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These Stunning Photos Of Soviet Russia Were Hidden For Decades

13 de abril de 2018

Ariel Rodriguez

'Of course, I knew that my mother was taking pictures all along. What was striking is that she never shared her works with anyone, not even her family.'

You truly come to know a person when you find out more about their interests and the activities that they're passionate about. One thing is what we do for work, and another, what we do for ourselves. You've probably heard about friends, relatives, or coworkers who DJ on the weekends, draw, cook, or write amazing stuff on their time off. We all like doing something that satisfies our creative and artistic personality, but what if you were amazingly good at it? I’m talking about expert-level quality material, something others would really admire and even pay for. Would you keep it hidden? Your answer is probably no, but the truth is, some people don't wish to share their talent to the world. They prefer to avoid criticism, and feel embarrassed when their activities are exposed. The hobby of woman whose talent could have turned her into a famous photographer, was kept hidden away from the public eye in her attic during her entire life, until her daughter found it and decided to show it time after she had passed away. These are Masha Ivashintsova's secret photographs.

Leningrad, 1978.

Leningrad, 1976.

Ivashintsova was a talented photographer who lived in Leningrad, USSR (now known as Saint Petersburg). She captured everyday moments from people's lives, nature, and urban life with her Leica and Rolleiflex cameras. Between 1960 and 1999 she wrote in her diary about her activities, poetry, and love affairs – especially with a man named Boris, the one who gave her the Leica. Her daughter and son-in-law discovered over 30 thousand photographs, most of them undeveloped film, when she died in 2000 at the age of 58 due to cancer. Now, her daughter wants the world to remember her as the talented photograph she was, by sharing the secret images her mom kept hidden. Her daughter explained the following:

She hoarded her photo-films and rarely developed them, so nobody was ever able to appreciate the fruits of her passion. Those same films remained in the attic of our house in Pushkin, Saint Petersburg after her death in 2000. Until recently. Until my husband and I stumbled across the films, whilst undergoing a renovation and developed some of them. What we saw was astounding.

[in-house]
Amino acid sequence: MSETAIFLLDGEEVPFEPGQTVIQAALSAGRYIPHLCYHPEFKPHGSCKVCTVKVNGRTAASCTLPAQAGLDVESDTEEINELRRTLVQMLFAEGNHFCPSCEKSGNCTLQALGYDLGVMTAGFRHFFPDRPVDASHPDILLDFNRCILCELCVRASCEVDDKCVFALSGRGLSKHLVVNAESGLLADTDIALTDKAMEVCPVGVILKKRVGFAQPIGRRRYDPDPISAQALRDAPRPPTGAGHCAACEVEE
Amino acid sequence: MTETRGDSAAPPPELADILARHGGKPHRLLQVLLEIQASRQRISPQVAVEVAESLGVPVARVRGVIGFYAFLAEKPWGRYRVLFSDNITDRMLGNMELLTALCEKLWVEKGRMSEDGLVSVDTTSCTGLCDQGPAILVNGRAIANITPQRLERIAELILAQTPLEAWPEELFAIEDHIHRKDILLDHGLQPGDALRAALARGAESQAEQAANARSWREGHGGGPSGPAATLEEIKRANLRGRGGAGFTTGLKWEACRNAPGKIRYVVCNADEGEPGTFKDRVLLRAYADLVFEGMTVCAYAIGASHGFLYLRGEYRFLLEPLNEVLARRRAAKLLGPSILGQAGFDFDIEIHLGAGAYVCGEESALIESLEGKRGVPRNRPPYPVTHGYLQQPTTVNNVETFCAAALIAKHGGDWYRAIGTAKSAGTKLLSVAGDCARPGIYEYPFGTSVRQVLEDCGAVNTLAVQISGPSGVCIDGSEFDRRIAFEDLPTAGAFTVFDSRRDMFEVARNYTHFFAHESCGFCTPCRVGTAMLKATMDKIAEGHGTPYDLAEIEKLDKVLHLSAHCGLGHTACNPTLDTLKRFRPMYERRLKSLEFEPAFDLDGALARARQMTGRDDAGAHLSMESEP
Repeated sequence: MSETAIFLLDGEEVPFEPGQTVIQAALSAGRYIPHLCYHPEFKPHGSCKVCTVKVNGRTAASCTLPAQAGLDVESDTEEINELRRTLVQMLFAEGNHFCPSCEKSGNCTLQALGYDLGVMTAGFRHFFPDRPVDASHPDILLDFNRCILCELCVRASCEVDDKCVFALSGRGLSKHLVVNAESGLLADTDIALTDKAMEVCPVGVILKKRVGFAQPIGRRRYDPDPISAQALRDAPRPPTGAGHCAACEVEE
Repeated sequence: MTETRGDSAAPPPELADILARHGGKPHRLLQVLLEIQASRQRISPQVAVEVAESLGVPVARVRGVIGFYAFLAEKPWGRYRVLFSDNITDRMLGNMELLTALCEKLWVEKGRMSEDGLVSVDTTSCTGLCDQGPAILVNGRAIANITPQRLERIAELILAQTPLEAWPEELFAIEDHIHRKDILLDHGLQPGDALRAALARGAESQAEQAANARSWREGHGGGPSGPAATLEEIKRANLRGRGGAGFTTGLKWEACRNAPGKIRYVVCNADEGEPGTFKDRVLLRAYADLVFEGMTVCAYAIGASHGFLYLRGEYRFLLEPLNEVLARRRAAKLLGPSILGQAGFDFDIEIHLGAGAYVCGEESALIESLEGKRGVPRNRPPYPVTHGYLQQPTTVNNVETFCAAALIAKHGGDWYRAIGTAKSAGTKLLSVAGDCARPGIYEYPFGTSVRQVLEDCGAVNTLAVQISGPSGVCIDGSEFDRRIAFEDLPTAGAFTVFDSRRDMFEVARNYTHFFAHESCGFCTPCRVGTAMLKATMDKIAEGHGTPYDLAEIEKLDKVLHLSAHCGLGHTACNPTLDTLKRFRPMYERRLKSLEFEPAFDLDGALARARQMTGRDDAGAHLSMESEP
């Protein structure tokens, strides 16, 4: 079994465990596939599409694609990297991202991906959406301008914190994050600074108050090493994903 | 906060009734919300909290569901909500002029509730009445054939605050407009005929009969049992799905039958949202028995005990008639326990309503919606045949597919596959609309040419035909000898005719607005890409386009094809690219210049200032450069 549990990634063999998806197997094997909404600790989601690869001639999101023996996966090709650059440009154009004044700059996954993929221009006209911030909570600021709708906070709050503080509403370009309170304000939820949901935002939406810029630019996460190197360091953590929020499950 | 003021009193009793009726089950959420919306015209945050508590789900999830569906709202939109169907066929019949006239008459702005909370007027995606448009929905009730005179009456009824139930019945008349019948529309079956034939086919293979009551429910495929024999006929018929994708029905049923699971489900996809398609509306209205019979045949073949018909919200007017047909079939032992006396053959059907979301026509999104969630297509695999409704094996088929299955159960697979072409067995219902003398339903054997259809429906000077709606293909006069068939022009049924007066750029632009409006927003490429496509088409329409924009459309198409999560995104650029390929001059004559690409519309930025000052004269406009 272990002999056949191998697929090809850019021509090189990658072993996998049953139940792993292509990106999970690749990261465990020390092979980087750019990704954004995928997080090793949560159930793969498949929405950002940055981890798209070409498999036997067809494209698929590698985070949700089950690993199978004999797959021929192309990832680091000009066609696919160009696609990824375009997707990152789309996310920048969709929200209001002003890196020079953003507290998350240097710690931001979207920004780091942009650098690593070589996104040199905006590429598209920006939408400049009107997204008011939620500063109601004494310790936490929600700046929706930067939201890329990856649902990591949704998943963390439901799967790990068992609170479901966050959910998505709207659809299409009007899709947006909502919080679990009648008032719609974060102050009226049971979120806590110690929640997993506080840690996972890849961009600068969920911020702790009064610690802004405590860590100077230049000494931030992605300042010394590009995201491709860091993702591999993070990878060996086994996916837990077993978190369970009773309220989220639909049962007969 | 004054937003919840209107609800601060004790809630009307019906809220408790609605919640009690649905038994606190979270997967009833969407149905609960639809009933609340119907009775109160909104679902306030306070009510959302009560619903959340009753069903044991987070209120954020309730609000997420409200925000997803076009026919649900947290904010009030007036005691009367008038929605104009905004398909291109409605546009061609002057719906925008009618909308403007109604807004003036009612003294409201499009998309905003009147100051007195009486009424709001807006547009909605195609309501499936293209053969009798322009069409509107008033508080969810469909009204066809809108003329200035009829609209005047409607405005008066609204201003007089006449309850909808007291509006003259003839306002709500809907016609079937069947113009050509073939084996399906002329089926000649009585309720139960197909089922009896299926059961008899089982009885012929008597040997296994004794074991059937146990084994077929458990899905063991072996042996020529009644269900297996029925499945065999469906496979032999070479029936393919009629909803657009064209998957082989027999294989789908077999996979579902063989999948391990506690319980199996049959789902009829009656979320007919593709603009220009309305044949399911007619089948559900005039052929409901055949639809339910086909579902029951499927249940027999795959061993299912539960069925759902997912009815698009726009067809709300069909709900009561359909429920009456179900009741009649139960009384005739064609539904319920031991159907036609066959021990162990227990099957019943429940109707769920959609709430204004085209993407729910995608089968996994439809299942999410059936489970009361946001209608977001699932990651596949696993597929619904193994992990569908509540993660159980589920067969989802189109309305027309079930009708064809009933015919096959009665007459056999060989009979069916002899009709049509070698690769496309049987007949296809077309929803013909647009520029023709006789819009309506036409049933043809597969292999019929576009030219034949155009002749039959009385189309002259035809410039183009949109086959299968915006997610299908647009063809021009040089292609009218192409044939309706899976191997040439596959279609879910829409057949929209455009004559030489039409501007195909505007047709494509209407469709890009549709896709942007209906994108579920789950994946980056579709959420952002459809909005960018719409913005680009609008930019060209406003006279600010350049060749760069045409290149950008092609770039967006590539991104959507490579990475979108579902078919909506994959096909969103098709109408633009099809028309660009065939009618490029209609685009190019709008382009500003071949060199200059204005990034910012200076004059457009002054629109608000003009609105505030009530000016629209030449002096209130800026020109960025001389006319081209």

Orehovo, 1978.

Staraya Russa, 1976.

Ivashintsova lived during the Soviet regime, which imposed communist rule on all citizens. When she showed symptoms of mental health problems, she lost her theater job and had to be interned in a mental hospital, since the law considered unemployment to be illegal. According to Ivashintsova’s daughter, her mom belonged to Leningrad's poetry and photography underground movement. She was loved by three geniuses working at the time: photographer Boris Smelov, poet Viktor Krivulin, and Linguist Melvar Melkumyan, her father, but she didn’t believe she was as good as them. "I loved without memory: is that not an epigraph to the book, which does not exist? I never had a memory for myself, but always for others," wrote Ivashintsova on her diary.

Leningrad, 1977.

Leningrad, 1976.

Her style focuses on daylight exposure settings. She captured a low-light image here and there, but her main subjects were portraits of people smiling and going about their everyday life in Leningrad. She also captured landscapes, animals, and objects typical of the nation. In her pictures, you can admire the abundant white snow covering landmarks, the distinctive Russian winter attire, and the many joyful faces of children. She could have been a renowned photojournalist in life, but she never thought of herself as skilled.

Tbilisi, 1989.

Leningrad, 1975.

Out of all the photographs taken by Ivashintsova, only a few have been developed. Her family is still working on scanning and developing all the remaining film. They launched a website and and an Instagram account, in the hopes that her story will “echo in the souls of many.” As you scroll through the photographs on the website, there are small captions for each picture, written by her daughter, based on her mother's diary and memories. Although no purchase has been made, the family members are hoping to have a gallery do an exhibition of Ivashintsova's works. You can follow them on social media for more updates.

Photos by: @masha_ivashintsova


See other historical photographs from around the world:

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TAGS: Photojournalist Photography project Photo series
SOURCES: Kottke Masha Ivashintsova Art Net

Ariel Rodriguez

Creative Writer


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